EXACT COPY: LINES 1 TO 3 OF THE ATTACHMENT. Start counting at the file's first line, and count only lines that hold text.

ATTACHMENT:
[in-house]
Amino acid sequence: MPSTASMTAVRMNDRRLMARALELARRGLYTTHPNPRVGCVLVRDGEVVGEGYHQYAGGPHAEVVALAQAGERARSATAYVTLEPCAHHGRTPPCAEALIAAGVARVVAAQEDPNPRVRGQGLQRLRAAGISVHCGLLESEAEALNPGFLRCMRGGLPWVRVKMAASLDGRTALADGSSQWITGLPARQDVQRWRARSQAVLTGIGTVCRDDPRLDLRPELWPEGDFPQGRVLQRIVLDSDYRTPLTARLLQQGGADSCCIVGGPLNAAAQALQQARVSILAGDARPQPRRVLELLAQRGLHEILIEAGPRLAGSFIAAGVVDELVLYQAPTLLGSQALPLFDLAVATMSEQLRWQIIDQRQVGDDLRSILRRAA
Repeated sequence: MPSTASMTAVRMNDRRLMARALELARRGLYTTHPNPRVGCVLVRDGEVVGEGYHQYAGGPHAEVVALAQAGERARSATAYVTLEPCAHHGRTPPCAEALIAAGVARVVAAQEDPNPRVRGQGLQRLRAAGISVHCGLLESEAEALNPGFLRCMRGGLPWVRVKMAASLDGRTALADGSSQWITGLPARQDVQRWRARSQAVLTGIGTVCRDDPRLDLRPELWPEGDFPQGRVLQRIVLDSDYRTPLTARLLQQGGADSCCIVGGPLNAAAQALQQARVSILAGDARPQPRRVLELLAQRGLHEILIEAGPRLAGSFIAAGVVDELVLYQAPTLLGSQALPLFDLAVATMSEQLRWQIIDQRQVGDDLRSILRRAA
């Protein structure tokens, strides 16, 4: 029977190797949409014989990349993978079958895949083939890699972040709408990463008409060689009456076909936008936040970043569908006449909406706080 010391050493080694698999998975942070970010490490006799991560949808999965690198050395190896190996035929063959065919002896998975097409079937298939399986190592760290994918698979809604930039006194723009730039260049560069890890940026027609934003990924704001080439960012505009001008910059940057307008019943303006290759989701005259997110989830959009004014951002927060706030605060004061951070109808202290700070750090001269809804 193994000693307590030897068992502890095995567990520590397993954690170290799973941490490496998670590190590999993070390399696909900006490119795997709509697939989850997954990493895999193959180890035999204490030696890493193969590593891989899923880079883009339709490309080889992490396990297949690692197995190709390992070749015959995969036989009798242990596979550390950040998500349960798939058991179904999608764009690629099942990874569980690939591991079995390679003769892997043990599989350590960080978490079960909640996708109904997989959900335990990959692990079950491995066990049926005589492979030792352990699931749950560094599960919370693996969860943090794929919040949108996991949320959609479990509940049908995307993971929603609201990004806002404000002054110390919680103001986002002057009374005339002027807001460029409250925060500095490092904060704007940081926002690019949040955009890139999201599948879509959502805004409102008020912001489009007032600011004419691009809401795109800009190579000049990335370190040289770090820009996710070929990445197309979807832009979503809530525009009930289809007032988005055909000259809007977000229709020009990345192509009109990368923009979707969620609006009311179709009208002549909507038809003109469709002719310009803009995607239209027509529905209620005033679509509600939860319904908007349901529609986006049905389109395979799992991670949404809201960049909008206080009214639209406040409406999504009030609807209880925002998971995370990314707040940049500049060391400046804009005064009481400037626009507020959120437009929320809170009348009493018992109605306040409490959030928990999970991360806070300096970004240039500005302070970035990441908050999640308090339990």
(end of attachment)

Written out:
[in-house]
Amino acid sequence: MPSTASMTAVRMNDRRLMARALELARRGLYTTHPNPRVGCVLVRDGEVVGEGYHQYAGGPHAEVVALAQAGERARSATAYVTLEPCAHHGRTPPCAEALIAAGVARVVAAQEDPNPRVRGQGLQRLRAAGISVHCGLLESEAEALNPGFLRCMRGGLPWVRVKMAASLDGRTALADGSSQWITGLPARQDVQRWRARSQAVLTGIGTVCRDDPRLDLRPELWPEGDFPQGRVLQRIVLDSDYRTPLTARLLQQGGADSCCIVGGPLNAAAQALQQARVSILAGDARPQPRRVLELLAQRGLHEILIEAGPRLAGSFIAAGVVDELVLYQAPTLLGSQALPLFDLAVATMSEQLRWQIIDQRQVGDDLRSILRRAA
Repeated sequence: MPSTASMTAVRMNDRRLMARALELARRGLYTTHPNPRVGCVLVRDGEVVGEGYHQYAGGPHAEVVALAQAGERARSATAYVTLEPCAHHGRTPPCAEALIAAGVARVVAAQEDPNPRVRGQGLQRLRAAGISVHCGLLESEAEALNPGFLRCMRGGLPWVRVKMAASLDGRTALADGSSQWITGLPARQDVQRWRARSQAVLTGIGTVCRDDPRLDLRPELWPEGDFPQGRVLQRIVLDSDYRTPLTARLLQQGGADSCCIVGGPLNAAAQALQQARVSILAGDARPQPRRVLELLAQRGLHEILIEAGPRLAGSFIAAGVVDELVLYQAPTLLGSQALPLFDLAVATMSEQLRWQIIDQRQVGDDLRSILRRAA